Sequoia offers family-friendly activities like Crystal Cave, and kids love climbing trees in the Giant Forest near the General Sherman Tree. My kids also loved the Tunnel Log, where you can drive through a Sequoia tree. If you go on a weekend during the summer and the shuttles are running, kids can stand underneath the tree for a photo opp. So fun!
There’s also plenty of things to do for kids in Kings Canyon. The trail leading to General Grant Tree is full of interactive opportunities for families. Checking out the Gamlin Cabin and climbing through fallen Sequoias were the highlights.
The short walk to Roaring River Falls or Grizzly Falls are perfect for kids, too. Hume Lake is a great spot for families, where older kids can enjoy sand volleyball or kayaking and paddleboarding on the lake.
For families, both parks are truly great, and it’s a fun spot to do things on your family bucket list – like hug a giant tree! If your kids are impatient and are too young to fully appreciate amazing road trips like adults do, then the drive through Sequoia is better for them, because most of the park’s top activities are more condensed and a quicker drive.
The Kings Canyon Scenic Byway is stunning, but kids might just find it boring as it does take at about 2 hours to complete.
In this category, Sequoia wins!
Congestion and crowds
The NPS counts visitors to both Sequoia and Kings Canyon National Park, so official counts aren’t really helpful here.
Based on congestion during the parks, I’d say Sequoia National Park is much more crowded. They even offer (ahem, require) a shuttle for some areas during the summer months on the weekends due to overcrowding.
Spending time in both parks, the lines were longer and parking lots filled quicker at Sequoia vs Kings Canyon.
As with most national parks, if you want to avoid crowds, go in the shoulder season – and avoid the peak summer travel season, especially weekends.
Over the years, I’ve learned by hiking in Mt. Rainier, visiting the Mighty 5 during an Utah national parks road trip, seeing epic waterfalls in Glacier National Park, and many more adventures, that getting to the park early and visiting during the week are the best ways to avoid the crowds.
In this category, Kings Canyon wins!
Sequoia & Kings Canyon National Park in 1 day
Alright so we’ve compared Sequoia and Kings Canyon National Park on many levels. And to be honest, they’re both great parks! While it’s best if you have 2-3 days to see the parks, sometimes that isn’t possible. Here’s a suggested itinerary if you want to see both parks on a quick visit.
Sequoia and Kings Canyon in 1 day
- Start in Visalia and drive up Generals Highway to enter the park.
- Visit the General Sherman Tree first, since it gets really super busy.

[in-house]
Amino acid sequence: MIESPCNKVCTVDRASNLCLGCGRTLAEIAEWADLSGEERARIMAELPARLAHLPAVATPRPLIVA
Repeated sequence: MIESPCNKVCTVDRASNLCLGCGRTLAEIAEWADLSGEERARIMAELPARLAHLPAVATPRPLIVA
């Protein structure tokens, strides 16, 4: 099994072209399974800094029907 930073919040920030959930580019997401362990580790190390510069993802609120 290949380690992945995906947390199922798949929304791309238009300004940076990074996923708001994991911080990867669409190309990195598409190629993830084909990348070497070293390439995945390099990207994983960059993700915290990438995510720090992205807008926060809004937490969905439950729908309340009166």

- If you have time and are up for it, hike the Congress Trial to see more of these giants!
- Next hike Moro Rock because the views are awesome and it also gets really busy.
- Crescent Meadow is next; drive through the Tunnel Log, go on a hike and enjoy the views.
- Head to the Lodgepole Visitor Center for a picnic lunch, or grab a light lunch there. Be sure to check out the Giant Forest Museum.
- Next drive Generals Highway north to Kings Canyon. This is likely the peak of day so work your way backwards to avoid crowds.
- Drive all the way through the Kings Canyon Scenic Byway to Roads End and witness the massive canyon along the way.
- Check out Muir Rock, Zumwalt Meadow or hike to Mist Falls.
- Hit the restrooms and take a snack break at Cedar Grove Visitor Center and Village.
- Make your way back up the canyon and to Hume Lake. If you’re hungry and have time, grab some ice cream at the Hume Lake Snack Shop.
- Continue on Kings Canyon Scenic Byway, turning off to visit Panoramic Point. This road is narrow and it’s a short 0.5 mile hike to this epic viewpoint.
- Lastly, take the General Grant Tree Trail to see the largest Sequoia Tree and the grove of Sequoias.
- Exit the park via Highway 180 and head to Fresno for accommodations.
Whew! That’s a long day with lots of driving! It’s doable, but much more enjoyable with more time. 🙃
Sequoia vs Kings Canyon National Park – who wins?
Alright have you decided which of these amazing parks wins in your opinion?
To be honest, you can’t really go wrong! Both Sequoia and Kings Canyon National Parks have amazing scenery, complete with waterfalls, Sierra Nevada Mountain views and of course, Sequoias!
I hope this guide helped you decide where to go and that you have an amazing time exploring these parks!